Elon Musk describes Starship flight as ‘roughly what I expected’:- SpaceX CEO Elon Musk said Saturday evening that the company’s test flight of its Starship rocket earlier this month — which kicked up a “tornado” of rocks, sent debris flying hundreds of feet and ended up with the rocket tumbling and then exploding four minutes into flight — was “roughly what I expected.”
The damage to the company’s private spaceport in South Texas “is actually quite small,” he said on Twitter Spaces in his first extensive comments on the test flight.
And the rocket, the most powerful in the world, achieved some significant milestones, he said, flying faster than the speed of sound and making it through the most aerodynamically challenging portion of the flight.
It did that even though three first-stage engines failed to ignite on the pad and a few others went out during the flight, ultimately sending it to end over end as it hit a top altitude of about 24 miles.
But Musk noted the automated flight termination system, which is designed to destroy the rocket in case it goes off course, took too long — about 40 seconds — to ignite. That may mean it has to get it recertified by the Federal Aviation Administration.
The company will also have to reinforce the launchpad with a water-cooled steel plate that would replace the concrete that was shattered and scattered like shrapnel during the first test flight.
“We’re putting down a lot of steel,” he said.
For now, SpaceX’s Starship is grounded while the company investigates the failure with the FAA’s supervision. In a statement this week, the FAA said SpaceX had to “perform analyses to ensure that the public was not exposed to unacceptable risks,” including a “post-flight data review to ensure consistency between the assumptions used for their safety analyses and the data observed from the flight.”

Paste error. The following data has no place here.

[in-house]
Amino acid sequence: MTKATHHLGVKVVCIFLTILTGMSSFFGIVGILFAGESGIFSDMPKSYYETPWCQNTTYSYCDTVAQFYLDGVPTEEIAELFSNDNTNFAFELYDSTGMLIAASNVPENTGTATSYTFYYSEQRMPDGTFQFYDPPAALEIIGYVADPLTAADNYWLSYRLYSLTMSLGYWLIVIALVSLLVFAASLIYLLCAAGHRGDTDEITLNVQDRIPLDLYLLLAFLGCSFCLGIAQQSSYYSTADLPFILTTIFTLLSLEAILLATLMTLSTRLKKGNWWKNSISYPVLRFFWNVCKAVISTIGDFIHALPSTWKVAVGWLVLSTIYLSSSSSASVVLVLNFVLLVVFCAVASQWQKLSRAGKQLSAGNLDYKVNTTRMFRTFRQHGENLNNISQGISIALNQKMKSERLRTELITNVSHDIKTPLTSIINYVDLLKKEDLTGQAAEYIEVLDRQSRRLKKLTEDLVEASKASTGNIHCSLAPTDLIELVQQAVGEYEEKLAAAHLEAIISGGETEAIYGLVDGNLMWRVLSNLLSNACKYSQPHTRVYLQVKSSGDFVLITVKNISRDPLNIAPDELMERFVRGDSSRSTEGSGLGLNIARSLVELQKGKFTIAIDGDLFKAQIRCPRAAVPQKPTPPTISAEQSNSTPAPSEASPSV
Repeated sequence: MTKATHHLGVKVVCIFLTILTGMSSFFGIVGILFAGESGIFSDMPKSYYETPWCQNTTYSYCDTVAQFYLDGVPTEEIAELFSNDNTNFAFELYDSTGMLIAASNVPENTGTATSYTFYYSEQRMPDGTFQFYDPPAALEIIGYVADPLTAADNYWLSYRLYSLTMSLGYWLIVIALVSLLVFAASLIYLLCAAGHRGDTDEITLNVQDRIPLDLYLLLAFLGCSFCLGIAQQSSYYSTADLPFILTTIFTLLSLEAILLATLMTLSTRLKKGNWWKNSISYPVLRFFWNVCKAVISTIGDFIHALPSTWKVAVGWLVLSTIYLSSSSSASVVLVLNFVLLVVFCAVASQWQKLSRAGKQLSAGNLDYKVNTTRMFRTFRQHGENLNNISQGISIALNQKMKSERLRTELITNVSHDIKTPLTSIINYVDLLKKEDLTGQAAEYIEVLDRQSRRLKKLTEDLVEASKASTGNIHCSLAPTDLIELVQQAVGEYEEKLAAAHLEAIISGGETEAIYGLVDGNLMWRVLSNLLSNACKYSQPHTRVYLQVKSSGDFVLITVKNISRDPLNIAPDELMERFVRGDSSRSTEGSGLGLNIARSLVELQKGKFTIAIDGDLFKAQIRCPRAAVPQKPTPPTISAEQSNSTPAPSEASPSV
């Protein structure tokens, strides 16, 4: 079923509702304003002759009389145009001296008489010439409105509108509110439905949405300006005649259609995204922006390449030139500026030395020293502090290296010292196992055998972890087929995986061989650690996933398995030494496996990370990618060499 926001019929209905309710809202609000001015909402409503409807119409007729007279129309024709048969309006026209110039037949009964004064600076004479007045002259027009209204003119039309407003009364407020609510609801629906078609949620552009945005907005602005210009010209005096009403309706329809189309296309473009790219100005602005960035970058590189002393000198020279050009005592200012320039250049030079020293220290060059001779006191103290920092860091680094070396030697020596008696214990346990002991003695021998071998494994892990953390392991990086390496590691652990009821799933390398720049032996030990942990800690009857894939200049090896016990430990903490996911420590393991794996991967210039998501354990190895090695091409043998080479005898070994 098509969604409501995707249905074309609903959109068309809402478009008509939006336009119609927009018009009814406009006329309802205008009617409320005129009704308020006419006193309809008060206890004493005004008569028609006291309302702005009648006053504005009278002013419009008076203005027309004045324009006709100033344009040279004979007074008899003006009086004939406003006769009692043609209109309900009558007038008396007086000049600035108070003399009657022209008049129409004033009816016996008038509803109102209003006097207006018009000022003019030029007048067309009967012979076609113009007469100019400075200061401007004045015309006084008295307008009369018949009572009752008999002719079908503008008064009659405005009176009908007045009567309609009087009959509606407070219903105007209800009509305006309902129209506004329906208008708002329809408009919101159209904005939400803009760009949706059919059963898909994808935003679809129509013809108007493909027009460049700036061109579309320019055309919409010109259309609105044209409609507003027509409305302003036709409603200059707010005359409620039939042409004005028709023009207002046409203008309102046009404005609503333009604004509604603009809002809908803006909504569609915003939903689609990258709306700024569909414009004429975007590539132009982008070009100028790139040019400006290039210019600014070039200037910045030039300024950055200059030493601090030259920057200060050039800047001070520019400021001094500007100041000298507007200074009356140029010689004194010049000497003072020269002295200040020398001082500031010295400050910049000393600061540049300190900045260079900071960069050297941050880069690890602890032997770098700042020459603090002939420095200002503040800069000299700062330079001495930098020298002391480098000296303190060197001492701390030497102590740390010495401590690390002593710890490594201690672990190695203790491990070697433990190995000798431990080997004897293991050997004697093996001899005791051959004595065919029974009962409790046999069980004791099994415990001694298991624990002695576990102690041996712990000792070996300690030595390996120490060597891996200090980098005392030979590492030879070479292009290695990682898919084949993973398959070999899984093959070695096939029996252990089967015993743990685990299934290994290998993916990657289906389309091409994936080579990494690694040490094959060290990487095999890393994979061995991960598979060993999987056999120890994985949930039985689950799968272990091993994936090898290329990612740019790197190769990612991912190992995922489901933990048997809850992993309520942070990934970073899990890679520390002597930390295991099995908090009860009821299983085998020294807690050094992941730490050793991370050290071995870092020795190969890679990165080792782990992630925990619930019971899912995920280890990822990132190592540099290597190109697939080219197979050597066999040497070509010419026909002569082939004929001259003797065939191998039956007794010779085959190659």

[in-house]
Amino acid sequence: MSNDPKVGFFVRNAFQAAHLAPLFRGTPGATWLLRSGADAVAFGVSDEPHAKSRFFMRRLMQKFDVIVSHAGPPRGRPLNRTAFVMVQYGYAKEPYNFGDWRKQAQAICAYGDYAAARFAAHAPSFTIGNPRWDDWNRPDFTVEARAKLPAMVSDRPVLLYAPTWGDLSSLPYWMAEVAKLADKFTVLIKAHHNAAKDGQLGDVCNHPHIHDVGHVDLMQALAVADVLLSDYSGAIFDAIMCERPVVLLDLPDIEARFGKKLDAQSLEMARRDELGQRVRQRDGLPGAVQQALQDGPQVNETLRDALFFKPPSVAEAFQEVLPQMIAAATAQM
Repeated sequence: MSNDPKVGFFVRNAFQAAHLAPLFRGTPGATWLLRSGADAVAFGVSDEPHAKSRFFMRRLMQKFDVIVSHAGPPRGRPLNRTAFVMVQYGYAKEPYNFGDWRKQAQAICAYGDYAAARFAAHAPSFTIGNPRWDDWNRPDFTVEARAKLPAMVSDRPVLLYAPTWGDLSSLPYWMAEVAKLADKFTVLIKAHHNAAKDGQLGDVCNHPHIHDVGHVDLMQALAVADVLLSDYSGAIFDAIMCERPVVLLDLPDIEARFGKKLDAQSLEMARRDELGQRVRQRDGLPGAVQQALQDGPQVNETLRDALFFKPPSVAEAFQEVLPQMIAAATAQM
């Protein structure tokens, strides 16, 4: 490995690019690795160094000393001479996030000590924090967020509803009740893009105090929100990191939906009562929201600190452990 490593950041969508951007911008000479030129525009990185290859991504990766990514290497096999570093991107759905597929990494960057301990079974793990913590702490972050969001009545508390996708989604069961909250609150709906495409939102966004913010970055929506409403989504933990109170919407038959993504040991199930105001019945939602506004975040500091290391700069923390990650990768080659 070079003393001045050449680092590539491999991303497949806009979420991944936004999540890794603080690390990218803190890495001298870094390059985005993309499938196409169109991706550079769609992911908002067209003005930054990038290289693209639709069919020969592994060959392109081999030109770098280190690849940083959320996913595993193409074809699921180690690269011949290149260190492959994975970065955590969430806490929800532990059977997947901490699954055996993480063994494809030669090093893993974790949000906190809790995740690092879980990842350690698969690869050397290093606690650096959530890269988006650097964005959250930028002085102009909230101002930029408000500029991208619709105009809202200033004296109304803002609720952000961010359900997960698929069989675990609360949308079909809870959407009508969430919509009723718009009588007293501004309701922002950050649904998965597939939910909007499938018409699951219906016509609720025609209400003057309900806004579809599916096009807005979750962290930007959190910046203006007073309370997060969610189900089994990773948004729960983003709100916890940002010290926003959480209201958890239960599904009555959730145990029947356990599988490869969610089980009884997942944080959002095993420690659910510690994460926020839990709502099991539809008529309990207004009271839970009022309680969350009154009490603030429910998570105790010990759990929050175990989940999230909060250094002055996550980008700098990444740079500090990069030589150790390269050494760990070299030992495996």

Furthermore, the company “must demonstrate that any ground safety and flight hazards do not pose an unacceptable risk to the public during licensed activities,” the FAA continued. It said that no people or public property was damaged during the flight.
The U.S. Fish and Wildlife Service is also coordinating with the FAA. In a statement this week, it said that the rocket, which has 33 first-stage engines and stands nearly 400 feet tall, sent “numerous large concrete chunks, stainless steel sheets, metal, and other objects … thousands of feet away along with a plume cloud of pulverized concrete that deposited material up to 6.5 miles northwest of the pad site.”
It also ignited a 3.5-acre fire south of the pad, but “no dead birds or wildlife have been found on refuge-owned or managed lands,” the Service noted.
Asked about the debris and the possibility of a lawsuit being brought by environmental groups, Musk conceded the event “did kick up a lot of dust, but … there has not been any meaningful damage to the environment that we’re aware of.”
NASA Administrator Bill Nelson, testifying in Congress this week, said he was not concerned about the test flight and that he expected SpaceX to fly the rocket again within a couple of months.
“[The explosion] is not a big downer in the way that SpaceX does things,” he said. “They are hardware-rich, meaning they’ve got a lot of those rockets ready to go. And that’s their modus operandi. They launch. If something goes wrong, they figure out what it is. They go back, and they launch it again.”
In 2021, NASA awarded a contract worth $2.9 billion to use Starship as the vehicle to ferry astronauts to and from the surface of the moon as part of its Artemis program. Since then, it awarded SpaceX a contract worth $1.15 billion for a second moon landing.
The rocket is made up of two sections: the Super Heavy booster and the Starship spacecraft, which would be used to carry payloads such as satellites and eventually people.
If the FAA signs off on SpaceX’s investigation and grants it another launch license, Musk said, the company would have a good chance of not just flying again but also reaching orbit.
The next booster to fly will have some “significant reliability improvements” that will give the rocket a better chance of success, he said.
“I don’t want to tempt fate, knock on wood, but I think close to 100 percent chance reaching orbit within 12 months,” he said.
The rocket is composed of two components: the Super Heavy booster and the Starship spacecraft. The Super Heavy booster is responsible for providing initial propulsion, while the Starship is designed to transport payloads such as satellites and eventually humans.
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